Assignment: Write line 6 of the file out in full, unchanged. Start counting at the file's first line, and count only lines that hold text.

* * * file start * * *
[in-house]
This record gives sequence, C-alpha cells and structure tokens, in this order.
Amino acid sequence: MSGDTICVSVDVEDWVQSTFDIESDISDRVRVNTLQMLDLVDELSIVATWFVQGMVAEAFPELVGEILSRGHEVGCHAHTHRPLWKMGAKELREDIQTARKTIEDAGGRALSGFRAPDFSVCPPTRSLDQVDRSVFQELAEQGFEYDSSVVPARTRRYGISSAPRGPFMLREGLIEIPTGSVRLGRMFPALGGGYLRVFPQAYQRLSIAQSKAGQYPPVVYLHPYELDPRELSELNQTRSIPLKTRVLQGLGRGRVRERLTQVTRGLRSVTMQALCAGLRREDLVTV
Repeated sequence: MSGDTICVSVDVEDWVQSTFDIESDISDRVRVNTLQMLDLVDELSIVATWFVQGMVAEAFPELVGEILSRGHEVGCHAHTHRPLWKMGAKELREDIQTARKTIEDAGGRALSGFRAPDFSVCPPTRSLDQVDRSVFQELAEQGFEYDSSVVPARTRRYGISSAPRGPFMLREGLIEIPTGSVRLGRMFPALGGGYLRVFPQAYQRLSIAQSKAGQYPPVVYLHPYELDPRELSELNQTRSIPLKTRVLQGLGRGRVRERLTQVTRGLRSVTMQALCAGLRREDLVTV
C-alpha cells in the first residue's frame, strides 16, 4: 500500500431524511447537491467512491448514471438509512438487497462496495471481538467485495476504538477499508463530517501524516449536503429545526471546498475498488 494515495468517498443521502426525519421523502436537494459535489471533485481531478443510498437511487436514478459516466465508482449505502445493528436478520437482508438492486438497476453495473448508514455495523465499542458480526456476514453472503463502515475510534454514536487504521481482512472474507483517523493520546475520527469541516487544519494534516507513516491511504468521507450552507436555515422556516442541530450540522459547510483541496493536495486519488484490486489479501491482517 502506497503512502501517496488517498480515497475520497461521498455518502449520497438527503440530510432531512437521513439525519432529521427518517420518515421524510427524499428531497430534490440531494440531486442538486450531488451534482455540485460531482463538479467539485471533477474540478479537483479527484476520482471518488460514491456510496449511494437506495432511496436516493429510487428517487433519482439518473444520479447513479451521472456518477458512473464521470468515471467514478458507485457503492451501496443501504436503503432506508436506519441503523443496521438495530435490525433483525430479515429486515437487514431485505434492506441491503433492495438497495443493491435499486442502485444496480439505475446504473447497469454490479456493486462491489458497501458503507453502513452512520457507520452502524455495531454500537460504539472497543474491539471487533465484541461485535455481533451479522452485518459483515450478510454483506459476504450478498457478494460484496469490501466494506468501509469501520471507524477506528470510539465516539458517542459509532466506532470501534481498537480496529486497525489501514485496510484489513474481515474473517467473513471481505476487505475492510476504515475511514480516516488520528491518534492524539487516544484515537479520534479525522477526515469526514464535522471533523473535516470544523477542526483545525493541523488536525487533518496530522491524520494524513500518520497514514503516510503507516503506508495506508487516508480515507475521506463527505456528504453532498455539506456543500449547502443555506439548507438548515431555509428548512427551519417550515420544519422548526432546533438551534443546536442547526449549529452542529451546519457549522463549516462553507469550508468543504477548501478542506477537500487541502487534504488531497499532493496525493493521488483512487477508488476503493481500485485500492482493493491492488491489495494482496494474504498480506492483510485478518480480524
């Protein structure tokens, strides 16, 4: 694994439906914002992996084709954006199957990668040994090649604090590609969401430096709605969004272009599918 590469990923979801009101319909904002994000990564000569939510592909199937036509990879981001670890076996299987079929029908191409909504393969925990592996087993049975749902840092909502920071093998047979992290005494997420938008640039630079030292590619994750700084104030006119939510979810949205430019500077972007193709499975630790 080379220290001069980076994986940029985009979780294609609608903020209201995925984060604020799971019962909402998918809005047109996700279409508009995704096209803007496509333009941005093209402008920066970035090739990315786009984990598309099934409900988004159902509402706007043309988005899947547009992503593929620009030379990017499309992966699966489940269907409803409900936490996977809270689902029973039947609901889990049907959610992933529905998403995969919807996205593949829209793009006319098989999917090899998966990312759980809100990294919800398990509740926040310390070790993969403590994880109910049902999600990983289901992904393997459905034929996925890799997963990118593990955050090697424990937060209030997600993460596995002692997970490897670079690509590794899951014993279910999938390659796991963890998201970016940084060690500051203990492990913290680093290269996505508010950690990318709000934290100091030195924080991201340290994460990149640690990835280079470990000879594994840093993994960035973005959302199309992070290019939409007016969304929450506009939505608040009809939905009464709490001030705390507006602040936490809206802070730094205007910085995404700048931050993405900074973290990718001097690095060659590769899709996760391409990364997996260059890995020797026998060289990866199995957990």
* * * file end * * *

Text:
């Protein structure tokens, strides 16, 4: 694994439906914002992996084709954006199957990668040994090649604090590609969401430096709605969004272009599918 590469990923979801009101319909904002994000990564000569939510592909199937036509990879981001670890076996299987079929029908191409909504393969925990592996087993049975749902840092909502920071093998047979992290005494997420938008640039630079030292590619994750700084104030006119939510979810949205430019500077972007193709499975630790 080379220290001069980076994986940029985009979780294609609608903020209201995925984060604020799971019962909402998918809005047109996700279409508009995704096209803007496509333009941005093209402008920066970035090739990315786009984990598309099934409900988004159902509402706007043309988005899947547009992503593929620009030379990017499309992966699966489940269907409803409900936490996977809270689902029973039947609901889990049907959610992933529905998403995969919807996205593949829209793009006319098989999917090899998966990312759980809100990294919800398990509740926040310390070790993969403590994880109910049902999600990983289901992904393997459905034929996925890799997963990118593990955050090697424990937060209030997600993460596995002692997970490897670079690509590794899951014993279910999938390659796991963890998201970016940084060690500051203990492990913290680093290269996505508010950690990318709000934290100091030195924080991201340290994460990149640690990835280079470990000879594994840093993994960035973005959302199309992070290019939409007016969304929450506009939505608040009809939905009464709490001030705390507006602040936490809206802070730094205007910085995404700048931050993405900074973290990718001097690095060659590769899709996760391409990364997996260059890995020797026998060289990866199995957990």